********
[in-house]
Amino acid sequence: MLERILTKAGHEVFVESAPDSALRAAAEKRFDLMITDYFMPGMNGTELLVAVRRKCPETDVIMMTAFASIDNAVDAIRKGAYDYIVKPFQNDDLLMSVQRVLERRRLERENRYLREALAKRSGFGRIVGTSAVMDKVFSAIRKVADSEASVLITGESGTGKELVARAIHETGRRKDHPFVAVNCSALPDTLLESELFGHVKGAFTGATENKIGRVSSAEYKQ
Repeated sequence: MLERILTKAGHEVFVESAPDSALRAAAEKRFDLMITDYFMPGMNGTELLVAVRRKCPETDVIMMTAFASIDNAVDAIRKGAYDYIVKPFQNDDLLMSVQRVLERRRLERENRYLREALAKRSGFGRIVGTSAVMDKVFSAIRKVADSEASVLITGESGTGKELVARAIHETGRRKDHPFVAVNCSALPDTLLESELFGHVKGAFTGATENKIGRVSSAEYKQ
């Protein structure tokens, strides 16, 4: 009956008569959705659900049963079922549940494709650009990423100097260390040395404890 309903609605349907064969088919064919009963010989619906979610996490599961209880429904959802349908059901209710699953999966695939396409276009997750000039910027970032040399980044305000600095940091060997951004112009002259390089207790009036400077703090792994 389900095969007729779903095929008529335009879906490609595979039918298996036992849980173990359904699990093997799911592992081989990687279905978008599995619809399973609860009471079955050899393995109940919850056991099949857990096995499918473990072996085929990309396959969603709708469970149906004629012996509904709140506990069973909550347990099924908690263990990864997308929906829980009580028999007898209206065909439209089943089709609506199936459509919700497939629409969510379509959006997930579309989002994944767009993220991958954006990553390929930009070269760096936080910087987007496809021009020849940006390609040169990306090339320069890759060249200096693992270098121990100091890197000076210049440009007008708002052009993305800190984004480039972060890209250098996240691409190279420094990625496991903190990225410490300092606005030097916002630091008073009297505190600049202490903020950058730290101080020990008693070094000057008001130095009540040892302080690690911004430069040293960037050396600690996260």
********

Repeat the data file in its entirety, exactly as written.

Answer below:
[in-house]
Amino acid sequence: MLERILTKAGHEVFVESAPDSALRAAAEKRFDLMITDYFMPGMNGTELLVAVRRKCPETDVIMMTAFASIDNAVDAIRKGAYDYIVKPFQNDDLLMSVQRVLERRRLERENRYLREALAKRSGFGRIVGTSAVMDKVFSAIRKVADSEASVLITGESGTGKELVARAIHETGRRKDHPFVAVNCSALPDTLLESELFGHVKGAFTGATENKIGRVSSAEYKQ
Repeated sequence: MLERILTKAGHEVFVESAPDSALRAAAEKRFDLMITDYFMPGMNGTELLVAVRRKCPETDVIMMTAFASIDNAVDAIRKGAYDYIVKPFQNDDLLMSVQRVLERRRLERENRYLREALAKRSGFGRIVGTSAVMDKVFSAIRKVADSEASVLITGESGTGKELVARAIHETGRRKDHPFVAVNCSALPDTLLESELFGHVKGAFTGATENKIGRVSSAEYKQ
């Protein structure tokens, strides 16, 4: 009956008569959705659900049963079922549940494709650009990423100097260390040395404890 309903609605349907064969088919064919009963010989619906979610996490599961209880429904959802349908059901209710699953999966695939396409276009997750000039910027970032040399980044305000600095940091060997951004112009002259390089207790009036400077703090792994 389900095969007729779903095929008529335009879906490609595979039918298996036992849980173990359904699990093997799911592992081989990687279905978008599995619809399973609860009471079955050899393995109940919850056991099949857990096995499918473990072996085929990309396959969603709708469970149906004629012996509904709140506990069973909550347990099924908690263990990864997308929906829980009580028999007898209206065909439209089943089709609506199936459509919700497939629409969510379509959006997930579309989002994944767009993220991958954006990553390929930009070269760096936080910087987007496809021009020849940006390609040169990306090339320069890759060249200096693992270098121990100091890197000076210049440009007008708002052009993305800190984004480039972060890209250098996240691409190279420094990625496991903190990225410490300092606005030097916002630091008073009297505190600049202490903020950058730290101080020990008693070094000057008001130095009540040892302080690690911004430069040293960037050396600690996260």